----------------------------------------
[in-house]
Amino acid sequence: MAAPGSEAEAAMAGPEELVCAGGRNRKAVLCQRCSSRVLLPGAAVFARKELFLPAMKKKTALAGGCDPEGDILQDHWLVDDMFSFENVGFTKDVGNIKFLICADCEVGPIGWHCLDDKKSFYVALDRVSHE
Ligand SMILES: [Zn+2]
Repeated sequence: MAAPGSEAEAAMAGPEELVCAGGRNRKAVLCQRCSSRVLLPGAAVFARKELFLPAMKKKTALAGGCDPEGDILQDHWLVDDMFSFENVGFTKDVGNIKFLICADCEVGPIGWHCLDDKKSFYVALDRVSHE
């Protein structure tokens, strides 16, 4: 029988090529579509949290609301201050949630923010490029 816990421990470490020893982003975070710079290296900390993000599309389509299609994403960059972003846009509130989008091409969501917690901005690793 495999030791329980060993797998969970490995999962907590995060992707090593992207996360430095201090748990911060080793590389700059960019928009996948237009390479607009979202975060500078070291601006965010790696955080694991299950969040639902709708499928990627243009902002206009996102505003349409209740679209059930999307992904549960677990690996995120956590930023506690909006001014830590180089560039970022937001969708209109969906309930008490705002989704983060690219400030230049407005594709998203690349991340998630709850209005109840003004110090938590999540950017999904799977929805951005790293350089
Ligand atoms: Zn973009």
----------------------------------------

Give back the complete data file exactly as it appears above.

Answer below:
[in-house]
Amino acid sequence: MAAPGSEAEAAMAGPEELVCAGGRNRKAVLCQRCSSRVLLPGAAVFARKELFLPAMKKKTALAGGCDPEGDILQDHWLVDDMFSFENVGFTKDVGNIKFLICADCEVGPIGWHCLDDKKSFYVALDRVSHE
Ligand SMILES: [Zn+2]
Repeated sequence: MAAPGSEAEAAMAGPEELVCAGGRNRKAVLCQRCSSRVLLPGAAVFARKELFLPAMKKKTALAGGCDPEGDILQDHWLVDDMFSFENVGFTKDVGNIKFLICADCEVGPIGWHCLDDKKSFYVALDRVSHE
């Protein structure tokens, strides 16, 4: 029988090529579509949290609301201050949630923010490029 816990421990470490020893982003975070710079290296900390993000599309389509299609994403960059972003846009509130989008091409969501917690901005690793 495999030791329980060993797998969970490995999962907590995060992707090593992207996360430095201090748990911060080793590389700059960019928009996948237009390479607009979202975060500078070291601006965010790696955080694991299950969040639902709708499928990627243009902002206009996102505003349409209740679209059930999307992904549960677990690996995120956590930023506690909006001014830590180089560039970022937001969708209109969906309930008490705002989704983060690219400030230049407005594709998203690349991340998630709850209005109840003004110090938590999540950017999904799977929805951005790293350089
Ligand atoms: Zn973009």